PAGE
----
THE PARENTS: Jennifer Coe, 37, and Ozzie Coe, 36, of East Mount Airy.
THE KIDS: Yanoria, 2½; Eren, born March 28, 2018.
MOMENT THAT REDEEMS THE WORK OF PARENTHOOD: “The first time you see them do something — walking, singing — it’s the most amazing thing,” Ozzie says. “Like getting an award.”
He’s Turkish. She’s African American. He’s bilingual; she speaks only English. He’s a woodworker and musician; she joined the National Guard at 17 and later served with the Army in Iraq. She can draw. He can’t.
But in the course of a 45-minute pedicab ride in New York City’s Central Park (he was the pedaler; she was the passenger), something sparked. By the end of the tour — Bethesda Fountain and the band shell, the Sheep Meadow and Strawberry Fields — Ozzie knew he wanted to see Jennifer again.
He dropped her off at the Seventh Avenue entrance to the park and asked for her phone number.
Jennifer was just returning to civilian life. She’d left the Army in 2012 after being injured, then bounced from Fort Dix to Fort Meade to Walter Reed National Military Medical Center for back surgeries and rehab.
“I was gone for a long time. It was a surprise to me to relate to a civilian,” she recalls. And despite their apparent differences, “we had a lot of things in common. We love music. Traveling. New things in our lives.”
They met in March 2013. Within weeks, they were saying, “I love you.” In May, Ozzie proposed. And the following month, they were married, by a pastor who stood implacably as they giggled through their vows.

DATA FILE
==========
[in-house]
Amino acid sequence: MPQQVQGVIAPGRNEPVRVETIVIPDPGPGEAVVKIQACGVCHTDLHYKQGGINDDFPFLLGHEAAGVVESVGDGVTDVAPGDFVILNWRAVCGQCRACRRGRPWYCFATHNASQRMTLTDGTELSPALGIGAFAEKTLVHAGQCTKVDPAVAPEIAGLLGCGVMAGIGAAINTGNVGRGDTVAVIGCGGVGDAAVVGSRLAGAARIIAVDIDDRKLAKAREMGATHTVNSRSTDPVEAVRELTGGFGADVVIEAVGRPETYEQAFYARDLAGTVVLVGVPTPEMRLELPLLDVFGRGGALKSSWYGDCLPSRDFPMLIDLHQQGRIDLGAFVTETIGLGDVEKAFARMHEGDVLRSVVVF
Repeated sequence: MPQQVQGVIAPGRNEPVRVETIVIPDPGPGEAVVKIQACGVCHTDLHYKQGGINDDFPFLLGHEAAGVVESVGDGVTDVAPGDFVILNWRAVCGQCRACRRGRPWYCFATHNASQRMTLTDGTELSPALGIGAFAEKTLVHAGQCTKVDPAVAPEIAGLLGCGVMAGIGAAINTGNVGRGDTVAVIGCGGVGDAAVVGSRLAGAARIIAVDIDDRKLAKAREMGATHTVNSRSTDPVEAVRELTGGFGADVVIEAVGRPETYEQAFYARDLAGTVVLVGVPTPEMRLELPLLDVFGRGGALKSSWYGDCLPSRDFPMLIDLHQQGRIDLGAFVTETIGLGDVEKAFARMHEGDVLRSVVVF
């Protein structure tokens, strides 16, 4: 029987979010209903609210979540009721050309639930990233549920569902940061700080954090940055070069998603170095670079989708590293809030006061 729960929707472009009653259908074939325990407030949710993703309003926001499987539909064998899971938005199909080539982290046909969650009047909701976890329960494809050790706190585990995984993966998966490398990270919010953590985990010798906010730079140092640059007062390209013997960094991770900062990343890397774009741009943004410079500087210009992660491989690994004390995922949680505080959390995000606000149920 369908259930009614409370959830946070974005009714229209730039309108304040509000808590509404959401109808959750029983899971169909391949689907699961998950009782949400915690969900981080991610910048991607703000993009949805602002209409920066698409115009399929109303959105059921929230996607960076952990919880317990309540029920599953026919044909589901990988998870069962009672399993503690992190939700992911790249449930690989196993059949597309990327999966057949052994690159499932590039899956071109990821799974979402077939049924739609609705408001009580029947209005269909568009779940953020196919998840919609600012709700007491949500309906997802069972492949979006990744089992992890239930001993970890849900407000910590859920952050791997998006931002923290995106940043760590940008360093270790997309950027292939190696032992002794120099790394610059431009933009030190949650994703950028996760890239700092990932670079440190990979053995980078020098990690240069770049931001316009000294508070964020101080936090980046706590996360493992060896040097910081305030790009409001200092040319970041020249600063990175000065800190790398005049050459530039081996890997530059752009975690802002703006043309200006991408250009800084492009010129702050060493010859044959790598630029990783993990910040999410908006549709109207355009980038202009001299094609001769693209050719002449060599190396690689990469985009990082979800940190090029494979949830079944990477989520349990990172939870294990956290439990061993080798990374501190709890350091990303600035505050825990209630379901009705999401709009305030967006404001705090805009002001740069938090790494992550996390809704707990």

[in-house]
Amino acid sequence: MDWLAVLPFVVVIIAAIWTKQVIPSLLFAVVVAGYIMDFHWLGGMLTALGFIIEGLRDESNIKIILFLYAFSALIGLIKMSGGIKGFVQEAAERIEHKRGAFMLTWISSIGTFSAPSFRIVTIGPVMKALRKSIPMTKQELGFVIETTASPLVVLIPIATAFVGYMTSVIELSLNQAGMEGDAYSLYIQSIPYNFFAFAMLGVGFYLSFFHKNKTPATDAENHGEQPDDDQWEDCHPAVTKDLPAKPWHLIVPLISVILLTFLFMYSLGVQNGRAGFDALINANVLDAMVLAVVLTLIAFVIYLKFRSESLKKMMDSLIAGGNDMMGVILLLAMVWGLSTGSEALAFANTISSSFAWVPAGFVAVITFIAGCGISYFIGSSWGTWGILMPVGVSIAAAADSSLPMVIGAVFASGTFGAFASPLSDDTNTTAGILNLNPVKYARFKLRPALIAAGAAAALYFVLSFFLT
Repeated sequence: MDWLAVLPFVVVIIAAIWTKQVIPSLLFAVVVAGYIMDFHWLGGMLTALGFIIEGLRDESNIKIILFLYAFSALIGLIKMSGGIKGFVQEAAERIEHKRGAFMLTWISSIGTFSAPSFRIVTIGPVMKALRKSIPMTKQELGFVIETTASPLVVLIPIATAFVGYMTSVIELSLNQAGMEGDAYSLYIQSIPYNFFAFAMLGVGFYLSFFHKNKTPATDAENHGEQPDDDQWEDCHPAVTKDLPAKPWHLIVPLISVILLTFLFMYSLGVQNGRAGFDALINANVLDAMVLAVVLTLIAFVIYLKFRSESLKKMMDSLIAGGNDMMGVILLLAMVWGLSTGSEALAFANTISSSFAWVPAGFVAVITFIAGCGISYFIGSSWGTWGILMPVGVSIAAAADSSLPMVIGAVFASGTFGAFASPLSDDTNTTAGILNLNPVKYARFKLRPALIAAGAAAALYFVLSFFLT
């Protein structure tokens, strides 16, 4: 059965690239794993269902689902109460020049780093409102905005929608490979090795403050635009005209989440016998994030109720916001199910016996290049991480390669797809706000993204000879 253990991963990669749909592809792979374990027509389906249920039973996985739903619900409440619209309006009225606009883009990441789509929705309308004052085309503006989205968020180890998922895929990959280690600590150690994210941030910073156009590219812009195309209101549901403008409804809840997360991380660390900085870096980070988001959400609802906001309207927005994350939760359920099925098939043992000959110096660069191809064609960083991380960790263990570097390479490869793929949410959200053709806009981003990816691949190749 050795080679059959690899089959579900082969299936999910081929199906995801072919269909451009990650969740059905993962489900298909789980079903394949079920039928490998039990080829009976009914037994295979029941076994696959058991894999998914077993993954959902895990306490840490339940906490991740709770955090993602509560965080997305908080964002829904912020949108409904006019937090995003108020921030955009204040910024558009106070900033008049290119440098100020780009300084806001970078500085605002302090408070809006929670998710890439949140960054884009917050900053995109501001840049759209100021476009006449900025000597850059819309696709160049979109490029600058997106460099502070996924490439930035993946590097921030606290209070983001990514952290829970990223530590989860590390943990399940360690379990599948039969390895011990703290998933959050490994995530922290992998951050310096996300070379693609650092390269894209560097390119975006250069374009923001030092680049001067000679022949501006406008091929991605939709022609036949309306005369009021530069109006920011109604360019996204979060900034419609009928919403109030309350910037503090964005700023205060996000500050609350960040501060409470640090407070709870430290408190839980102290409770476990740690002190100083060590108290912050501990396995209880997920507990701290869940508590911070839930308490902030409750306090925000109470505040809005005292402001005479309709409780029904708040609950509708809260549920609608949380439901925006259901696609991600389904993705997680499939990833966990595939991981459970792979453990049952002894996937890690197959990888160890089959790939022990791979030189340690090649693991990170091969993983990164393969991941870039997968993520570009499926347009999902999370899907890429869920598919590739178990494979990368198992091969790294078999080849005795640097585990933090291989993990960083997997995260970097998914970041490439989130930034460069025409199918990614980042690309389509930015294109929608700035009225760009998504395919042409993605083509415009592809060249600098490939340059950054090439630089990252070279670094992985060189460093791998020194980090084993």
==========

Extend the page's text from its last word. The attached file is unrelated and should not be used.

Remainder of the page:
For Ozzie, the experience was a refreshing departure from Turkish marriage customs, which call for the man to ask permission from the woman’s parents, followed by two small ceremonies before the final wedding.
“People are more relaxed here than in Turkey,” he says — an ease especially apparent on the dance floor at their reception. “Some people want everything to be perfect at their wedding,” Jennifer says. “We wanted it to be fun.”
Children were the next logical step. “After I got out of the military, I didn’t feel like I had a great purpose,” Jennifer says. “Then Ozzie said: ‘We’re married. Why not have kids?’ ”
But her mind — “it’s very military of me,” she says — refused jubilance about the pregnancy until she’d confirmed the drugstore test results with a doctor’s appointment and a 12-week ultrasound, when the two stared at a vague dot while a tech declared, “That’s your baby!”
The pregnancy was healthy: Jennifer swam often for exercise, and the couple traveled to the Bahamas in her sixth month. But by 41 weeks and four days, she felt miserable. When she went for a final checkup at the Hospital of the University of Pennsylvania, and her blood pressure was elevated, her OB recommended an induction. That day.
“They broke my water, gave me Pitocin. Because of my back surgeries, I couldn’t get an epidural,” Jennifer says. She labored for 12 painful hours and pushed for 30 minutes.